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How a popular cocktail on Fishers Island became a canned sensation

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Jon McCormack

Play the Fishers Island Club and you will wish you could take a bit of the panoramic water views and beachside classic Seth Raynor vibe from this ultra-exclusive island tucked between New York and Connecticut with you when you leave.

You can’t, but Bronya Shillo figures she can offer the next best thing. Shillo’s family bought the island’s only publicly accessible restaurant-bar, The Pequot Inn, back in the 1990s, and Shillo spent her summers off from playing college basketball at nearby Salve Regina University in Newport, R.I., slinging drinks for the 200-some residents who stay on the island full-time and the more than 2,000 who retreat to their “cottages” there in the summer.

The most popular drink on the cocktail menu is the “FIL,” a concoction of vodka, whiskey, lemonade and honey that is lighter and easier-drinking than a full-octane mixed drink but with more punch than a beer. Shillo’s twist on the longtime menu-staple refreshment proved to be so popular that she was called over to make rounds of it even when she wasn’t on a bartending shift. “In New York State, the bars are open until 4, and we were pouring plenty of this liquid,” says Shillo, who grew up caddieing at The Big Club, as the locals call it to differentiate the club from the nine-hole Hay Harbor across the island. “I said to myself, I wish we could be a little more efficient with this and make it so people could get it the same way every single time.”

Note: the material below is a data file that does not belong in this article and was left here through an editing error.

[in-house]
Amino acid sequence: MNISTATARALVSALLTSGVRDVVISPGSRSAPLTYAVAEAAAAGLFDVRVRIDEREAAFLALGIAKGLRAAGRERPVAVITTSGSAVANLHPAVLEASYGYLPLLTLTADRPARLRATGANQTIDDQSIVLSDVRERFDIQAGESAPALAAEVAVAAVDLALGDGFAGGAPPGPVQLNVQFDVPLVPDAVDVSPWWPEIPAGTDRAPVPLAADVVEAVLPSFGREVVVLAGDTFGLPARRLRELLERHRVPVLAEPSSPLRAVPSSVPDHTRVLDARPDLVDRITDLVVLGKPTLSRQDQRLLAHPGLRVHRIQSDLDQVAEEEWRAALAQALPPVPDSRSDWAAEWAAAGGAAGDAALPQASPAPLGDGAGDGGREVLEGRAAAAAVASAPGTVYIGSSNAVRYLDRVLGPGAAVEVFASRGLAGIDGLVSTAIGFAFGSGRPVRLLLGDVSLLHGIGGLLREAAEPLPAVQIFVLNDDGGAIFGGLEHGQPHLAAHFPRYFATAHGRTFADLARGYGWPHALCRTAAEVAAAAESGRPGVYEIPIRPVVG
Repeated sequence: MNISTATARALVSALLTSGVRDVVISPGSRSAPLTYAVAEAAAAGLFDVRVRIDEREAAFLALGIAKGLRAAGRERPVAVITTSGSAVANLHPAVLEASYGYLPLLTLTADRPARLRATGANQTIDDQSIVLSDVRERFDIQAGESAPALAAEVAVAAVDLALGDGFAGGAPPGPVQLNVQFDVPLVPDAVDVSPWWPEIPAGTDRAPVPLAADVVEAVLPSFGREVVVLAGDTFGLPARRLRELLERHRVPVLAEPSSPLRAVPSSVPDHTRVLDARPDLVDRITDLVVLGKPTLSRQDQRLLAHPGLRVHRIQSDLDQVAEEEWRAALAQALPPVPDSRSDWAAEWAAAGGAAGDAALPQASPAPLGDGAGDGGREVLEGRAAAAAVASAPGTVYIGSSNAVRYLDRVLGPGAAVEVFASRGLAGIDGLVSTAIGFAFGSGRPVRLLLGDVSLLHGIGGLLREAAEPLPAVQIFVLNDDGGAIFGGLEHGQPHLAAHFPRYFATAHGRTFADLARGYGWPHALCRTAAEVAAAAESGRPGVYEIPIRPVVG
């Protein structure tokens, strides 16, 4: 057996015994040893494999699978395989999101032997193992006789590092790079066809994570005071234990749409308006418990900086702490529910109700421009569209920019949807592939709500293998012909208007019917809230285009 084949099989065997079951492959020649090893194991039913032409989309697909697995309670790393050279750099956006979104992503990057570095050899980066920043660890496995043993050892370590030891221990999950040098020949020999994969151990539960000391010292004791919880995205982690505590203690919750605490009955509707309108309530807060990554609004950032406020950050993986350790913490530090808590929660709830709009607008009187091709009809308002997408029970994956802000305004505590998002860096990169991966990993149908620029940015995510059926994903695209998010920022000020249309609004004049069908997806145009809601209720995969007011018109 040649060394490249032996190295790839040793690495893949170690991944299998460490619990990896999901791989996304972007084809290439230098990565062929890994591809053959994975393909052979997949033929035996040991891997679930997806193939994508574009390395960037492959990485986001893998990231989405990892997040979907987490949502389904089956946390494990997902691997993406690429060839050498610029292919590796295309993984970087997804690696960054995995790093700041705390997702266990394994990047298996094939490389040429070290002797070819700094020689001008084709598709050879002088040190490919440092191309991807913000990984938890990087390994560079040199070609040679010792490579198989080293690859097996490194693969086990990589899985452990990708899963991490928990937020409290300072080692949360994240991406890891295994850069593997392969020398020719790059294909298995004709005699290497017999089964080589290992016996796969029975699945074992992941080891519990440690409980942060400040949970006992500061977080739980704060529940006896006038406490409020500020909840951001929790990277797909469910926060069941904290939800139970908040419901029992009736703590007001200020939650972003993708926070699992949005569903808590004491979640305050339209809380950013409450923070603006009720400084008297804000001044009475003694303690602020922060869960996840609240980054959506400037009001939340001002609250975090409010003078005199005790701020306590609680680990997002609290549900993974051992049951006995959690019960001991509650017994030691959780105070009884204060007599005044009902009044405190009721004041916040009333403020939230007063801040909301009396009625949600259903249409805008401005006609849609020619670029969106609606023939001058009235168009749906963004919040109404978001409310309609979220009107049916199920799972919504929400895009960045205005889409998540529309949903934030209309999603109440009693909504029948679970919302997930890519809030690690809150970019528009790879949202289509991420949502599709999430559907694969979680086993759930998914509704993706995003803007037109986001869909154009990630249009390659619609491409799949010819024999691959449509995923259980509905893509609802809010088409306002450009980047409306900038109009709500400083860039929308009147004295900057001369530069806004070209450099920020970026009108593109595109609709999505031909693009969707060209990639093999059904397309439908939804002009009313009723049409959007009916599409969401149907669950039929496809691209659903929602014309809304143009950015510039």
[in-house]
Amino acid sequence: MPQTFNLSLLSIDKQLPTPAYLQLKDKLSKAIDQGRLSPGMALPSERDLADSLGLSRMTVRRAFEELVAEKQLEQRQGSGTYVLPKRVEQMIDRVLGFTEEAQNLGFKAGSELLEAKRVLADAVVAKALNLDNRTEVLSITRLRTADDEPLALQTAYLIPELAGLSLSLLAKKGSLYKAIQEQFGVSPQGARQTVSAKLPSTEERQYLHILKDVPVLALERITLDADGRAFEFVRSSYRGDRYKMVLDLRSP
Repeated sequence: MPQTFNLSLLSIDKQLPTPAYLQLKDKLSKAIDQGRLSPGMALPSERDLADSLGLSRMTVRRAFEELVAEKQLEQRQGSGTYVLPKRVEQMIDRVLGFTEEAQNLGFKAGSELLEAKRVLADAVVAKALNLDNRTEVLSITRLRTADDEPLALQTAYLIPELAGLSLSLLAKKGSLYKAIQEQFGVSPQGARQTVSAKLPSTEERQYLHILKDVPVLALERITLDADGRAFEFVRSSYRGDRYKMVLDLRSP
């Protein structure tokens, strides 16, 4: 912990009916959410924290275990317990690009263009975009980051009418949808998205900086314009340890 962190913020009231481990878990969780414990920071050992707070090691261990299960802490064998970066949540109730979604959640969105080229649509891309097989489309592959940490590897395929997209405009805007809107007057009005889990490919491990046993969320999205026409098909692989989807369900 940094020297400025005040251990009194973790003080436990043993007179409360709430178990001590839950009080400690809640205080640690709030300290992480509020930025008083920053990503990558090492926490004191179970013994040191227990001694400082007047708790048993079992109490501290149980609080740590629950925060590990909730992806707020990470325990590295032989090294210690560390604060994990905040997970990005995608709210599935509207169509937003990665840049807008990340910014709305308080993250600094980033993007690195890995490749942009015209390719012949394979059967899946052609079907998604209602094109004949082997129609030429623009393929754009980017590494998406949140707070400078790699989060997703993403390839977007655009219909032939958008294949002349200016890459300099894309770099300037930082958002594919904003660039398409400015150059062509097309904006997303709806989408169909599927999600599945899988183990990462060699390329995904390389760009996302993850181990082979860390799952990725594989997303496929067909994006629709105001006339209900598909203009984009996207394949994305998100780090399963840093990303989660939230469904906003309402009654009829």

Tinkering this mixology into plastic buckets (and, ultimately, into a bubbler behind the bar) led to an experiment canning the cocktail and offering it as a to-go item for islanders headed for golf or back to the mainland. Shillo sold 700 cases of her Fishers Island Lemonade that first summer month in 2014, and she has been building a company around delivering a taste of the island ever since.

“I wanted to put our liquid in a can and bring it to the masses,” says Shillo, who also spent two years working for Under Armour’s e-commerce division when she got out of school. “Canning a cocktail with spirits like vodka or whiskey in it hadn’t really been done before, so we had to get the canning equipment, we had to get the licensing for a liquor facility and work with a distributor that understood how to sell liquor in a can versus beer in a can and work the cold box [refrigerated section] and go through a faster rate of sale at retail than whole-bottle liquor because of the different consumption rate.”

Most of the early traction came from clubs looking to get Fishers Island Lemonade into their halfway houses in Connecticut, Rhode Island and Massachusetts. The brand popped in 2019 when a catering company for the PGA Championship at Bethpage on Long Island put the cocktail on the fan hospitality menu, and sports-business influencer Darren Rovell tweeted it out.